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The MRF’s work showcased in Washington DC

President Obama honours Madiba’s legacy at 100th celebrations

In July 2018, South Africa and the world marked the 100 year anniversary of the birth of Nelson Mandela, one of the most important figures of the 20th century.  Mr Mandela’s legacy lives on in the imaginations of people across the world, including the US, where he had an important network of friends and allies.

A year of centenary celebrations drew to a spectacular close this weekend in Washington DC, to coincide with the 25th anniversary of South Africa’s first democratic election. The Mandela legacy organisations – tasked by Madiba himself with the continuation of his work and mandate – were acknowledged and celebrated on a global stage. MRF Chair Professor Njabulo Ndebele, Executive Director Shaun Johnson and Operations Director Ernst Gerber attended the events representing The Mandela Rhodes Foundation. The Nelson Mandela Foundation, The Nelson Mandela Children’s Fund, and the Nelson Mandela Children’s Hospital were represented by their respective CEOs.

The programme included a lunch on Friday 26 April hosted by Marriott International, which featured a panel discussion touching on the themes of inclusion, peace, equality and human rights – ideals which Mr Mandela fought for in his lifetime. The Gala evening on Saturday 27 April was headlined by a conversation between President Barack Obama and Mrs Graça Machel, and took place at the Smithsonian’s National Museum for African American History and Culture.

The South African presence at the Washington events was led by the legacy organisations, of which the MRF is a proud member.  Johnson said, “We were able to report back to our wonderful supporters in the US on the terrific progress made by the Foundation and its flagship Mandela Rhodes Scholarships Programme. Incidentally I was also able to share with our American network the striking fact that the Scholarships team in charge of the Programme is made up entirely of Mandela Rhodes Alumni from various Cohorts.” The work of the legacy organisations was received positively by the audiences. “It was wonderful to be describing a genuinely positive story out of Africa, when so much of the news agenda has been negative,” said Johnson.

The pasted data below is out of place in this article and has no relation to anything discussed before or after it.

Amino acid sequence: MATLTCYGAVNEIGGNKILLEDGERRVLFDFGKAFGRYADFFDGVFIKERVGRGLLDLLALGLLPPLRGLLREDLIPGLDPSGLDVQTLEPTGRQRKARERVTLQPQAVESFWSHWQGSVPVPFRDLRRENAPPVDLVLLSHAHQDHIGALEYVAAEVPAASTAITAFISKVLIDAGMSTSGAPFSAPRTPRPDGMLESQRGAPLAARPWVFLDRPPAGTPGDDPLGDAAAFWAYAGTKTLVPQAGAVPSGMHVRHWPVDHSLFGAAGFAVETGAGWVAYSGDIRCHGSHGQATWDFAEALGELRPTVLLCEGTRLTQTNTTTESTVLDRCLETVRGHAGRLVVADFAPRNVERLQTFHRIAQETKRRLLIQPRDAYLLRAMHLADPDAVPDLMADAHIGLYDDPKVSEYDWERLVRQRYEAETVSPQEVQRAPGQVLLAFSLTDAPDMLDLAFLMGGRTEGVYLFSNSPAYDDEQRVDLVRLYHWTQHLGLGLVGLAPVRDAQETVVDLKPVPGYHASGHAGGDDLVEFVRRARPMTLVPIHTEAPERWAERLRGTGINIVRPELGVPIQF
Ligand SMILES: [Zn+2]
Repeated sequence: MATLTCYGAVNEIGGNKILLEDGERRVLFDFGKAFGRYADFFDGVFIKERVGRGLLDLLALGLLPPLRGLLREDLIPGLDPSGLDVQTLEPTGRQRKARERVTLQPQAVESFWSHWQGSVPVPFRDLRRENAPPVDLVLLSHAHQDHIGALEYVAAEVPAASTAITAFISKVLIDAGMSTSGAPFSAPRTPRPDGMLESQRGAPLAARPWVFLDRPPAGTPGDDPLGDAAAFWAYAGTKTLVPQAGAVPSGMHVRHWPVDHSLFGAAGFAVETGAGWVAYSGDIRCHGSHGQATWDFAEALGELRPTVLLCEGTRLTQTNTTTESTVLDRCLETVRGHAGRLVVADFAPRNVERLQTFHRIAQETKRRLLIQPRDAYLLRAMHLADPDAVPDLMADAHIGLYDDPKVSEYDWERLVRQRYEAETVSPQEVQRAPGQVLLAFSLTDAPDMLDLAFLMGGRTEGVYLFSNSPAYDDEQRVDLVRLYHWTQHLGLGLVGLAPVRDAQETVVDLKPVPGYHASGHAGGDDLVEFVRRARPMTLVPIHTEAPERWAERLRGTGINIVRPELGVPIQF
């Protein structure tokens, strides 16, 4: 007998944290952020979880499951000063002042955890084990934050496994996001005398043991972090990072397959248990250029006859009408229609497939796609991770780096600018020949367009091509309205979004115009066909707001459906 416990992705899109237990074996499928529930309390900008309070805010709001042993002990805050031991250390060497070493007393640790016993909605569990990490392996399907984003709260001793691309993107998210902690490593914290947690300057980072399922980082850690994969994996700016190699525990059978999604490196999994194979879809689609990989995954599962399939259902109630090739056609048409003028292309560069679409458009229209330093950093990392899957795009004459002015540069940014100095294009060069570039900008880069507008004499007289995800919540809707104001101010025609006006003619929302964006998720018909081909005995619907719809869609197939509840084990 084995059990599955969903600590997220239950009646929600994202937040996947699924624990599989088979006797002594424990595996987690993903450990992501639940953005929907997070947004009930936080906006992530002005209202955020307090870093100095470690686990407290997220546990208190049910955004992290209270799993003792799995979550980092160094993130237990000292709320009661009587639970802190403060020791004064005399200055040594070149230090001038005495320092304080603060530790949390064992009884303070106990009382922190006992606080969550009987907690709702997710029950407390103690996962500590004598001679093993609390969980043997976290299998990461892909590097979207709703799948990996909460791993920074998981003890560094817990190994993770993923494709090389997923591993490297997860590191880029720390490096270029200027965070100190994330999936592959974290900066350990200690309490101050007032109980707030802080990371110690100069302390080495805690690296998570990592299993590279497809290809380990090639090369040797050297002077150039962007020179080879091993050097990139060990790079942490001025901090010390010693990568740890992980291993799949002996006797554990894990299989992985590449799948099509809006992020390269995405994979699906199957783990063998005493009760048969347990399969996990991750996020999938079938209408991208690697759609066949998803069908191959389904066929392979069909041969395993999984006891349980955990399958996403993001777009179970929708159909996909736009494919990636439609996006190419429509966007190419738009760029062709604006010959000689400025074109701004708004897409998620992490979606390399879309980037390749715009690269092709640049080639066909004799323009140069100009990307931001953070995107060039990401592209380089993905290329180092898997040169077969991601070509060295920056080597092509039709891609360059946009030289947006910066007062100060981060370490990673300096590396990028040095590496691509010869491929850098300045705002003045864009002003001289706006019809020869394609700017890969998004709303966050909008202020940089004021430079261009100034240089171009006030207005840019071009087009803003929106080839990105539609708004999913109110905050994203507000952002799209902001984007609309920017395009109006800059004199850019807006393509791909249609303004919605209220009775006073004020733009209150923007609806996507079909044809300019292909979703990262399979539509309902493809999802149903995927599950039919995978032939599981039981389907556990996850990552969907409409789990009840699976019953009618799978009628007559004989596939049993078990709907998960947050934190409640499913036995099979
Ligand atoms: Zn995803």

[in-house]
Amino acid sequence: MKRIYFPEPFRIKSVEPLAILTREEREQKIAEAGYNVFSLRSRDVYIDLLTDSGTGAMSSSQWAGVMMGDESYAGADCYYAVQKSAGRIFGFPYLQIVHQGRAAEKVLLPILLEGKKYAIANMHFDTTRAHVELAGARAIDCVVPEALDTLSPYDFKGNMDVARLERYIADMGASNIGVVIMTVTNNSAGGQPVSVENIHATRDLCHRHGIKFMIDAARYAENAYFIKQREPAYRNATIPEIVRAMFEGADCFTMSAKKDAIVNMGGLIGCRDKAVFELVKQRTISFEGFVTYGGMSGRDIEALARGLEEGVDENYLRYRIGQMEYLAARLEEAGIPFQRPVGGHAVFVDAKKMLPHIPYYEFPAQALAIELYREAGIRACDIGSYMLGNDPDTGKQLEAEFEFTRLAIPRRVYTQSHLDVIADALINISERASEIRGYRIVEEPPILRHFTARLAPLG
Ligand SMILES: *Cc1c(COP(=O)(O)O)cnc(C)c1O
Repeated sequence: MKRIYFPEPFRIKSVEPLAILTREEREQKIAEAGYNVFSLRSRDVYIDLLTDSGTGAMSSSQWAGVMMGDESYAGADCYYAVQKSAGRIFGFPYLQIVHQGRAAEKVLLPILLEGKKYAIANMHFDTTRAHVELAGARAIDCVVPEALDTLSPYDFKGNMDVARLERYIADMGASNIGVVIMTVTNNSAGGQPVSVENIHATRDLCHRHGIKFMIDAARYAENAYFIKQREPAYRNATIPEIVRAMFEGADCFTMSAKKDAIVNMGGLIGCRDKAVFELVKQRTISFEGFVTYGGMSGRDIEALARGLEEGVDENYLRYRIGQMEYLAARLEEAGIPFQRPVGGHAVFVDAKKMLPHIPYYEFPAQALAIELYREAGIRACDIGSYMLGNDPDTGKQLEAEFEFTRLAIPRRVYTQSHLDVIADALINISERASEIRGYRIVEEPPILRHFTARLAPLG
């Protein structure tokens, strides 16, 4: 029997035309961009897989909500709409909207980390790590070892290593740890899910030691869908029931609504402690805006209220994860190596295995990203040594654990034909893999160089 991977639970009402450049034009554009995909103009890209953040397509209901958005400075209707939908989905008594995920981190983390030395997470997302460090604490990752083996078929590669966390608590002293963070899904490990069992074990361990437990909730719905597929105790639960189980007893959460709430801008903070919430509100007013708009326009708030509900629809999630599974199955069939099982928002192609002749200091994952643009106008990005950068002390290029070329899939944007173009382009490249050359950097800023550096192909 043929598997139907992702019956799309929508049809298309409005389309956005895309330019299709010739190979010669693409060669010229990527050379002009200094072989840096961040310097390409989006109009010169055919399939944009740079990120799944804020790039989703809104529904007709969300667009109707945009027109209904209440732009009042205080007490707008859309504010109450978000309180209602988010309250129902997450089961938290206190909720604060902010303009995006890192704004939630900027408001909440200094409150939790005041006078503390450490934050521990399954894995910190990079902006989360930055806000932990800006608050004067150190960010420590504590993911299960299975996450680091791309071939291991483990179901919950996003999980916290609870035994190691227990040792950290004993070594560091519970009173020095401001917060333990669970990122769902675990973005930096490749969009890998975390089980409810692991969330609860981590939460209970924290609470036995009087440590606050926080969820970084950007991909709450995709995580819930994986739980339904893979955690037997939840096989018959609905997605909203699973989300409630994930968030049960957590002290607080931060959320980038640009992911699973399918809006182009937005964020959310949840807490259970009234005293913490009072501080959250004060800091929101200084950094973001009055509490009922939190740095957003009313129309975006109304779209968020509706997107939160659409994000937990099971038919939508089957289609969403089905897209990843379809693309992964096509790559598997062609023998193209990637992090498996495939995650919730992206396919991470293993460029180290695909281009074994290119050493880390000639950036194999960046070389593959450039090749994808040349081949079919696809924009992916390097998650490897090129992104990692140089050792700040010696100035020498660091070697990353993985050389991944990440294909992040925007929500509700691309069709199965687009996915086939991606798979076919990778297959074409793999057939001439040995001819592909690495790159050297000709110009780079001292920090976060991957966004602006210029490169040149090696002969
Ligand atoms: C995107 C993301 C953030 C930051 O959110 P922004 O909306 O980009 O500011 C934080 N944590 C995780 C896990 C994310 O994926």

Founding Executive Director Shaun Johnson and Chairman Professor Njabulo Ndebele greeting President Obama

The work of the legacy organisations was further contextualised in the keynote conversation between President Barack Obama and Mrs Graça Machel, moderated by Lesley Williams, an African Leader with the Obama Foundation. President Obama left the audience with some food for thought.

“There is always a struggle between hope and fear, between the world as it is and how we’d like it to be. And during times of tumult and disruption, whether it’s technological, economic, information, migration, the danger of us resorting to fear to organize ourselves, falling back on tribe, race, ethnicity, sectarian lines, that always becomes strong.”

“The good news is that fear is typically the province of the old, and hope is the province of the young. There are occasional exceptions, like Madiba, who stayed young at heart throughout life, never succumbing to cynicism, and always believing in the possibility of human connection, mutual understanding, rational thought, all of which could contribute to a society that works for everyone,” Obama said. Watch the full video of President Obama in conversation with Mrs Machel below.

The panel discussions and keynote addresses were accompanied by music and arts performances paying tribute to Madiba. Friday afternoon concluded with a performance by star American pop duo Chloe x Halle. On Saturday night, Atandwa Kani read a selection of Nelson Mandela’s prison letters, and National Youth Poet Laureate Amanda Gorman read a poem by Maya Angelou. According to Johnson, “There was not a dry eye in the house.” Vusi Mahlasela and Dave Matthews teamed up for a joint performance, and the legendary Sibongile Khumalo also performed.

The Mandela 100 celebrations in Washington were a reminder of what a living legacy looks like, and it’s clear that Nelson Mandela’s life continues to inspire collective action. “Perhaps most gratifying for those of us given the privilege to be custodians of the Mandela legacy, is to see that the enthusiasm for all that Mr Mandela stood for has not waned since his passing,” Johnson concluded.

by Abigail McDougall

MRF Communications and Alumni Relations Manager